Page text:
Monday, March 2, 2009
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It seemed like last year when the government passed on helping Lehman because it was a waste of time, and instead deciding AIG was more important. They were too big to fail.
Wait, it was last year. Now they need more, much more. This bailout seems to have been a mistake, but we won't know for sure if a domino effect would have followed and collapsed the market. Better safe than sorry, maybe. A comparison would be the scare of 2000 computer glitch where companies spent millions and billions to make sure nothing would shut down.
However, this smells like a desperate attempt by a gambler to double down and walk away a winner. The odds are against it.
Latest results show AIG showed a loss of 60 billion dollars. The following is an excerpt from MSNBC to try to make sense of it all.
Once one of the world's largest insurers, AIG has already received $150 billion in loans from the government. In return the government has taken an 80 percent stake in the insurer.
That latest AIG rescue comes just days after the government agreed to boost its equity stake in Citigroup to as much as 36 percent in a bid to bolster another financial giant that taxpayers had already poured billions of dollars into AIG.
Under the new deal, the US Treasury and the Federal Reserve would provide about $30 billion in fresh capital to the insurer, lower the interest rate on a $60 billion loan and ease the terms of a $40 billion preferred share investment.
The $30 billion would not be injected immediately but would be provided as a standby line of equity that AIG could tap as its losses mount, the Wall Street Journal reported, citing people familiar with the matter.
AIG will repay much of the $40 billion it owes the Federal Reserve with equity stakes in two AIG overseas units — Asia-based American International Assurance and American Life Insurance, which operates in 50 countries. Repayment was originally supposed to be made in cash with interest, the Journal reported.
AIG will place foreign units of AIA and Alico into trusts, with the Fed holding preferred shares in the trusts, a source told CNBC. AIG and the US haven't agreed on a valuation for AIA or Alico, the source said. AIG plans eventually to take AIA and Alico public when market conditions improve, this person said.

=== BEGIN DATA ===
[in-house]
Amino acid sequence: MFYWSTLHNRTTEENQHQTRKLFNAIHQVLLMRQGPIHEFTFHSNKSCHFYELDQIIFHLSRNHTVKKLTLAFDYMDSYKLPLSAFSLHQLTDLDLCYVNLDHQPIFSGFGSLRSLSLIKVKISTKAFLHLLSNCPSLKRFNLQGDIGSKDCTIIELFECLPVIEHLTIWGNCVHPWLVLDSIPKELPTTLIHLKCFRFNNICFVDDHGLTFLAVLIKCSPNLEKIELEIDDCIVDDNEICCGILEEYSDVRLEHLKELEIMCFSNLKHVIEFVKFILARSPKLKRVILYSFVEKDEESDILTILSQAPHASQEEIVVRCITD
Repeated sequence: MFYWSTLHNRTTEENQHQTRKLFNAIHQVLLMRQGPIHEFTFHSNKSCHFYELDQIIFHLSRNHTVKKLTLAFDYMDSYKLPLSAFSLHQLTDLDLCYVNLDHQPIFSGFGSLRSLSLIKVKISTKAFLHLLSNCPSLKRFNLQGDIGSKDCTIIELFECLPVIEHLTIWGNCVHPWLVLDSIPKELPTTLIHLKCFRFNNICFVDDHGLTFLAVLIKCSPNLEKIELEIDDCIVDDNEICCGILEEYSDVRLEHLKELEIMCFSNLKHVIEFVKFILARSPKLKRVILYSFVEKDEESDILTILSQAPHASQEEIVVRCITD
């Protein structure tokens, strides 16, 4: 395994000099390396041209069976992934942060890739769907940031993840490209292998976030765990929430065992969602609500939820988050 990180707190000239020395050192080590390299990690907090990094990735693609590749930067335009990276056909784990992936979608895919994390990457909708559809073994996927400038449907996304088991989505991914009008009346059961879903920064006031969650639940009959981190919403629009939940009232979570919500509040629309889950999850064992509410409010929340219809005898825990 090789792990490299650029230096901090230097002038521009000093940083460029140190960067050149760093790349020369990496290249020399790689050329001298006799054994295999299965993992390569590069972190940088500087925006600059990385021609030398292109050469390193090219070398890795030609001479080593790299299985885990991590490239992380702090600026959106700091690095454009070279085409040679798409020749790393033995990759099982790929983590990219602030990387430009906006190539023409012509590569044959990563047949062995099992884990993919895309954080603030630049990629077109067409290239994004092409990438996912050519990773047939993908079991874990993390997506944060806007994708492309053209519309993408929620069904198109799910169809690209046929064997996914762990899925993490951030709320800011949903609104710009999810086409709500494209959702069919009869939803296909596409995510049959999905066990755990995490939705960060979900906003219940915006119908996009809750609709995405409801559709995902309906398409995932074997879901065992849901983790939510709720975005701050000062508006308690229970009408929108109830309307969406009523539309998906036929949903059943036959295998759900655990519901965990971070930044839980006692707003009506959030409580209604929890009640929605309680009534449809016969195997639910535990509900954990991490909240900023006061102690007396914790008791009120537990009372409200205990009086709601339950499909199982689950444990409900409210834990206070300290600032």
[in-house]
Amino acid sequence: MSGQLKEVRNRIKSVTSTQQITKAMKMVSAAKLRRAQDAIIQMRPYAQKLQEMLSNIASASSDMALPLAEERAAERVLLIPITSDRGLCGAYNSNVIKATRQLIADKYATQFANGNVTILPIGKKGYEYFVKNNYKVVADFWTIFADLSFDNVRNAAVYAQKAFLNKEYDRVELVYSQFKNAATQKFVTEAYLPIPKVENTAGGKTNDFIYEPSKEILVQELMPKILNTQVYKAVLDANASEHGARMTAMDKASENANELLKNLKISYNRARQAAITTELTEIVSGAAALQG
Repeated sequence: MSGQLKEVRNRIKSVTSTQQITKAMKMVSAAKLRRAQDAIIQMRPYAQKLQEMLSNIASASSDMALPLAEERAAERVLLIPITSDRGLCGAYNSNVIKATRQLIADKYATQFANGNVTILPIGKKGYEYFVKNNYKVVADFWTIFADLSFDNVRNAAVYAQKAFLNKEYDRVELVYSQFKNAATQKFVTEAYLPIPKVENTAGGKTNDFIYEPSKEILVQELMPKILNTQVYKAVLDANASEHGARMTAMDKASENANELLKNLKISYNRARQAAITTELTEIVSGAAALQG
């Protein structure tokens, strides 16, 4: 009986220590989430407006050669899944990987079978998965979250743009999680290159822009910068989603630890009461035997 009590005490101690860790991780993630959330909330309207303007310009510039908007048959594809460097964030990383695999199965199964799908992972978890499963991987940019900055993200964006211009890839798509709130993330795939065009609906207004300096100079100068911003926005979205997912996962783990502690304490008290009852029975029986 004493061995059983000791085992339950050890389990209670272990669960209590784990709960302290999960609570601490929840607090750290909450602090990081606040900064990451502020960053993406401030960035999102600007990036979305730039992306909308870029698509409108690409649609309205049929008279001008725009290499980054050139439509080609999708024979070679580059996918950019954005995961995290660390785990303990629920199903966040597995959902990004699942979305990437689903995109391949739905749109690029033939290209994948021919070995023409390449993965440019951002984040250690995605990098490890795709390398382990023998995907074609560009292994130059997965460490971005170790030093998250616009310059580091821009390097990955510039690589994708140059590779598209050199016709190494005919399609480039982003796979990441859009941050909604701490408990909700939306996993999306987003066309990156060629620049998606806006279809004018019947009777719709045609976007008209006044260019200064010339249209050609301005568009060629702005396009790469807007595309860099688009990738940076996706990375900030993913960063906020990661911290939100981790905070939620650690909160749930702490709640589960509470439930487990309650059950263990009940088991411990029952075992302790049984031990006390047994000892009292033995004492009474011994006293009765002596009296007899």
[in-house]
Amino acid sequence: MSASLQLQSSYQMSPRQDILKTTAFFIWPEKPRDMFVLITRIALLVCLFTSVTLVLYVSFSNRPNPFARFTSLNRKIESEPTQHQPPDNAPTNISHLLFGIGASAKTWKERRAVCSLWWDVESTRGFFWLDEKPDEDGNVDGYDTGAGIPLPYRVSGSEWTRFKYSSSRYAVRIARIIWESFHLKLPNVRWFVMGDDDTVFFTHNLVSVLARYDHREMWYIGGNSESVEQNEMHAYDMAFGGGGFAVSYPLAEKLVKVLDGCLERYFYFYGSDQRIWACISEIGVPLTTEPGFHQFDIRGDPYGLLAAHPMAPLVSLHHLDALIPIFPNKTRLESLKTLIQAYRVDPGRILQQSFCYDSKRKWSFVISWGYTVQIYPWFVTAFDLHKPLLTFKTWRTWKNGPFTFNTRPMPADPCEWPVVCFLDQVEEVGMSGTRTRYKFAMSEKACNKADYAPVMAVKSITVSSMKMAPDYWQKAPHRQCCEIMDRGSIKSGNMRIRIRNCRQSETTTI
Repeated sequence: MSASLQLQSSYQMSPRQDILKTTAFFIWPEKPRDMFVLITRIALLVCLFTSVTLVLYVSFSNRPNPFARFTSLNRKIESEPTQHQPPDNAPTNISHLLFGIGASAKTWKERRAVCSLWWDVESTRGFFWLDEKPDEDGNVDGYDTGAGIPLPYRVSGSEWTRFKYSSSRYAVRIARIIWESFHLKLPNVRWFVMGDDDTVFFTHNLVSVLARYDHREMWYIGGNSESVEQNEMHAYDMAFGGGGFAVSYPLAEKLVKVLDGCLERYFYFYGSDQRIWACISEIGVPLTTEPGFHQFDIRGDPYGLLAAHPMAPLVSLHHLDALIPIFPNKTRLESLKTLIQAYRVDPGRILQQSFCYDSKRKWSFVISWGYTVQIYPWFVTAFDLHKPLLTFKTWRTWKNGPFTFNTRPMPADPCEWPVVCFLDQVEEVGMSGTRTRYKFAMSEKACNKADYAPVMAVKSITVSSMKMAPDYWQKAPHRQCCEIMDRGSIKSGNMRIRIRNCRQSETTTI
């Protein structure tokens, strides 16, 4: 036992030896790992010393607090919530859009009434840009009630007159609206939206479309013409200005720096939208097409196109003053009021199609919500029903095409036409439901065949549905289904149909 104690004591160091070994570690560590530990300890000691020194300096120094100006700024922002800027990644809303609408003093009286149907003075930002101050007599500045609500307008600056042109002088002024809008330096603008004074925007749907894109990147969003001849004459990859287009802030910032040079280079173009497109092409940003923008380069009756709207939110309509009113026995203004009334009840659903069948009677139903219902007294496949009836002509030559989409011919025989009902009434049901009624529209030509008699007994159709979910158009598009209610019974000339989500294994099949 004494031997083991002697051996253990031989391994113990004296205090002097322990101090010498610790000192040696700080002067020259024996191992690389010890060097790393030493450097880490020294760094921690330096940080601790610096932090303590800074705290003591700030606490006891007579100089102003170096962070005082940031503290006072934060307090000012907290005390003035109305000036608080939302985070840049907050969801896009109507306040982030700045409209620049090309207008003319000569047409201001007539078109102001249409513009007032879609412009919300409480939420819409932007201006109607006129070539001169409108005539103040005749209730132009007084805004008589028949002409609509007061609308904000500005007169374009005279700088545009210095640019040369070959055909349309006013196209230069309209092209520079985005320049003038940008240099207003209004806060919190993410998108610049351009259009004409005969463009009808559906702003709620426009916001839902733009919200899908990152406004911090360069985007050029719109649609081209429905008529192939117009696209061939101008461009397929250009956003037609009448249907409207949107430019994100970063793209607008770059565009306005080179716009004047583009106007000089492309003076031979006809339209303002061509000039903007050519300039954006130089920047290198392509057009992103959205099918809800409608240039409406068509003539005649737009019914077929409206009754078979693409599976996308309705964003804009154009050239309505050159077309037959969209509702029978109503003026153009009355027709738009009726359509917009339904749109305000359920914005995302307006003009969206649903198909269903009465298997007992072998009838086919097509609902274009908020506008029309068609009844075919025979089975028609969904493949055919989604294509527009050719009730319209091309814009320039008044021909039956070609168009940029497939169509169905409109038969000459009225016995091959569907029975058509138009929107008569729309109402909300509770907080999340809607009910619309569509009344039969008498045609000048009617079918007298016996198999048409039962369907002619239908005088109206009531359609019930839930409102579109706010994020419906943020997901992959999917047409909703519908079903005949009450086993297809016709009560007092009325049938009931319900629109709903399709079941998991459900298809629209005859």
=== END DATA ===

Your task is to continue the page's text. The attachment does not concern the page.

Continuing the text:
In addition, AIG will securitize $5 billion to $10 billion in debt, backed with life insurance assets, to further reduce its debt burden.
And the $60 billion Federal Reserve credit facility AIG received in November will be reduced to $25 billion. The interest rate on that loan will drop to the three-month Libor rate, reducing the interest burden by 1 billion annually, a source told CNBC. AIG has already drawn down about $38 billion of those funds.
An AIG spokesman was not available for comment. The F$ederal Reserve Bank of New York, which is handling the government loan, did not return requests for comment Sunday afternoon. Treasury Department spokesman Isaac Baker declined to comment.
AIG has been forced to seek more help because of a combination of factors including the recession and its falling stock price, now well under $1.
Perhaps its biggest problem has been that asset sales that were supposed to help the company pay back government loans aren't happening, in part because the credit crisis that initially landed AIG in trouble last summer is also preventing would-be buyers from getting financing to complete such deals.
As of Feb. 13, AIG had sold interests in nine businesses.
In November, the U.S. government restructured previous loans provided to AIG, giving the company about $150 billion in total as part of a rescue package to help the insurer remain in business amid the worsening credit crisis. That package replaced earlier loans, including the original $85 billion lent in September, after it became apparent the insurer needed more funds.
Problems at AIG did not come from its traditional insuran ce operations, but instead from its financial services units, and primarily its business insuring mortgage-backed securities and other risky debt against default.
Shares of AIG closed at 42 cents on Friday. The stock, which traded at $49.50 a year ago, has lost nearly all of its value since the market meltdown began in September.
Slideshow: Origins of the Financial Crisis ... Then and Now
—CNBC's David Faber contributed to this report, as did the AP and Reuters
© 2009 CNBC